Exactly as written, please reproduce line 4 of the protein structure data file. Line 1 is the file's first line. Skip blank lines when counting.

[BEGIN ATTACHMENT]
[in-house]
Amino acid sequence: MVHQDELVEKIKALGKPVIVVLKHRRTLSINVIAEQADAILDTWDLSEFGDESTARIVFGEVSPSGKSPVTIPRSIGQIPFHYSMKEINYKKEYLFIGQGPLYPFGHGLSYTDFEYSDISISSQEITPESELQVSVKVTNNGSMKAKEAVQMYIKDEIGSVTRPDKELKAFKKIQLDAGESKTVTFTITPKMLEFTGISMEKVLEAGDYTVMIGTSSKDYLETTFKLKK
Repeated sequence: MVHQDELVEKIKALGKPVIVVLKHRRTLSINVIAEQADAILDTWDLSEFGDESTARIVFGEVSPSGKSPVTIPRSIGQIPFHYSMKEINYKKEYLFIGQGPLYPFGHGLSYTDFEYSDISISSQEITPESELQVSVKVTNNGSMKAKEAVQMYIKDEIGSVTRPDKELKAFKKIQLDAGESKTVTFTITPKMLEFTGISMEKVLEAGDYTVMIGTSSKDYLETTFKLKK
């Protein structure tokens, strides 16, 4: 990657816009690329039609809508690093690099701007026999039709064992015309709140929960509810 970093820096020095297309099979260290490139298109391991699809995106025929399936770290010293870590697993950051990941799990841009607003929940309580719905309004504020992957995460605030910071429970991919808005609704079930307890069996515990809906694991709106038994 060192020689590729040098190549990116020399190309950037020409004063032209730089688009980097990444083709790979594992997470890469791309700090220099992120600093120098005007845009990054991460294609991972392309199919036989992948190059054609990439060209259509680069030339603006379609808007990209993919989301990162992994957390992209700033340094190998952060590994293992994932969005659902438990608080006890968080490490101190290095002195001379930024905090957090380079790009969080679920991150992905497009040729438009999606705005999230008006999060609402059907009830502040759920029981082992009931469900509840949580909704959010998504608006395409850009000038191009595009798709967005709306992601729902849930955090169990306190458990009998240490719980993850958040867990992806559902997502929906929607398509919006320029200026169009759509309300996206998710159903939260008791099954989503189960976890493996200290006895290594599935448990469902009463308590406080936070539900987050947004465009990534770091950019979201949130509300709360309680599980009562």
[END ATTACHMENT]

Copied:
């Protein structure tokens, strides 16, 4: 990657816009690329039609809508690093690099701007026999039709064992015309709140929960509810 970093820096020095297309099979260290490139298109391991699809995106025929399936770290010293870590697993950051990941799990841009607003929940309580719905309004504020992957995460605030910071429970991919808005609704079930307890069996515990809906694991709106038994 060192020689590729040098190549990116020399190309950037020409004063032209730089688009980097990444083709790979594992997470890469791309700090220099992120600093120098005007845009990054991460294609991972392309199919036989992948190059054609990439060209259509680069030339603006379609808007990209993919989301990162992994957390992209700033340094190998952060590994293992994932969005659902438990608080006890968080490490101190290095002195001379930024905090957090380079790009969080679920991150992905497009040729438009999606705005999230008006999060609402059907009830502040759920029981082992009931469900509840949580909704959010998504608006395409850009000038191009595009798709967005709306992601729902849930955090169990306190458990009998240490719980993850958040867990992806559902997502929906929607398509919006320029200026169009759509309300996206998710159903939260008791099954989503189960976890493996200290006895290594599935448990469902009463308590406080936070539900987050947004465009990534770091950019979201949130509300709360309680599980009562």